ArcelorMittal South Africa (AMSA) revealed on Thursday that it was reviewing the future business case of its Saldanha Works, in the Western Cape, where the steel mill’s viability had come under severe pressure as a result of persistent electricity price increases.
The warning over the mill’s future was made as part of a dismal trading update, in which the JSE-listed steel group notified shareholders that the loss per share for the year ended December 31, 2015, could be more than 2 100c, or 54 times worse than the loss reported in 2014.
The loss included once-off pre-tax items of R2.6-billion, including a R1.2-billion provision to settle outstanding cases before the competition authorities, as well as impairments of R4.3-billion.
Outgoing CEO Paul O’Flaherty, who had warned previously that 2015 would be a “bloodbath”, confirmed a R3.6-billion impairment of the Saldanha Works on the back of poor international steel export prices and “extremely high” local electricity tariffs.
“Consequently the future of the operation is currently being reviewed,” he said.
The review was focused primarily on whether Saldanha could navigate South Africa’s rising power prices, which had more or less quadrupled over the past ten years and were set to rise further in the coming years, with 8% already sanctioned until 2018.
However, prices could rise even faster, with Eskom currently seeking to clawback R22.8-billion in cost variances for 2014, which, if successful, would result in tariffs rising by nearly 17% from April 1. The National Energy Regulator of South Africa was currently deliberating on the application and would make its determination on February 26.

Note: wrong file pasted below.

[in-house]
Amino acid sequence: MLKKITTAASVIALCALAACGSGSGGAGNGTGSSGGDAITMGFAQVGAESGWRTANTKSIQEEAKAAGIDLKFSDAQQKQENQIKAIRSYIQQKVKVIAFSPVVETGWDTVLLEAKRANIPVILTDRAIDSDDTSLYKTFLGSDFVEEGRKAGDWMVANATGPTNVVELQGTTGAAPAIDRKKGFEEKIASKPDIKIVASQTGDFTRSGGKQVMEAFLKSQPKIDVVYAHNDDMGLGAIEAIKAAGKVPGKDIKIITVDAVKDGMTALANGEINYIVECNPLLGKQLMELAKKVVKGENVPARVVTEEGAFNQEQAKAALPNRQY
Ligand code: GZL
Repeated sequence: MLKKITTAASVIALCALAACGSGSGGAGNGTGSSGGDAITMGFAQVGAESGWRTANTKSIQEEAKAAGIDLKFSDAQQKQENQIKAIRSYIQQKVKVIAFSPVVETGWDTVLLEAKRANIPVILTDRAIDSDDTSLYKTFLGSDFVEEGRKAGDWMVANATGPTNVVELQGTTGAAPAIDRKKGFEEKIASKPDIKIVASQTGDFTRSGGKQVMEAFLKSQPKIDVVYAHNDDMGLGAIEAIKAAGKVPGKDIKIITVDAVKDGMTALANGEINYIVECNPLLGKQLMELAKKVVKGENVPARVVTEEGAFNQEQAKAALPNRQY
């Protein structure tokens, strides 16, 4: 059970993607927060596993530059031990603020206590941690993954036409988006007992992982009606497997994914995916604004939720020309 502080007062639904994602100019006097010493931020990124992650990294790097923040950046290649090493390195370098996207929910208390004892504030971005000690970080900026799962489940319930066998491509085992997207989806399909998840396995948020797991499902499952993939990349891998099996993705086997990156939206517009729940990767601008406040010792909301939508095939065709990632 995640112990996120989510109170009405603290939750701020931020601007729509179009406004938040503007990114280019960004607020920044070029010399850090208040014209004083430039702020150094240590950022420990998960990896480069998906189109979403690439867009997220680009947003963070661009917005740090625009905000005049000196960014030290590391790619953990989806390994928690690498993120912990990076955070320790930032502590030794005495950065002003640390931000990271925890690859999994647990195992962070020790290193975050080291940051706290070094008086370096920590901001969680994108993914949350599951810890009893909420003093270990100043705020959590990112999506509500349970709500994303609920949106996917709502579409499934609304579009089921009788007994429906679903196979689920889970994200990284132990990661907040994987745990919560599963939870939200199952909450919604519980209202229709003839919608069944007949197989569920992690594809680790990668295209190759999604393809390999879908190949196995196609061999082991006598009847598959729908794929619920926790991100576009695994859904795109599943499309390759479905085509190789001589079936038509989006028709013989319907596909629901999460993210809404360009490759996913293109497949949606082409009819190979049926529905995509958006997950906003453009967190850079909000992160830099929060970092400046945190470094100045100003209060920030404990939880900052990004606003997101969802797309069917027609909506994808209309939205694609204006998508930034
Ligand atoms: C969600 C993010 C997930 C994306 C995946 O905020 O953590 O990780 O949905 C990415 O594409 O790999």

O’Flaherty, who was, ironically, a previous Eskom finance director and who advocated for yearly tariff increases between 2013 and 2018 of 16%, said Saldanha was already unable to operate profitably during the high-tariff winter months, when Eskom increased tariffs to business by three times.
“An independent electricity solution is critically important for Saldanha,” O’Flaherty said, adding that it was seriously investigating a gas-to-power option for the mill, which would require offtakers beyond the operation itself.
An environmental-impact assessment into a gas-to-power plant was in place and AMSA was still weighing up whether to pursue the independent power producer option as part of the Department of Energy’s bidding programme, or whether to proceed outside the bounds of that process.
A decision would be required soon, meanwhile, on a R1-billion-plus furnace reline at the mill to extend its operating life, with AMSA still assessing whether to pursue a full, or a “mini” reline – a mini reline would extend its life for two years and would be a far cheaper option.
“We are not issuing Section 189 [retrenchment] notices, or anything of that nature, it’s a very well-run operation. But we need to be realistic and we need to come back with a plan,” he said, noting that the mill’s original business case of being an export-focused facility premised on low iron-ore, transport and electricity costs no longer prevailed.
Besides the electricity solution the review would also assess Saldanha’s further product mix, with O’Flaherty particularly excited by the prospects of producing even more thin-gauge material.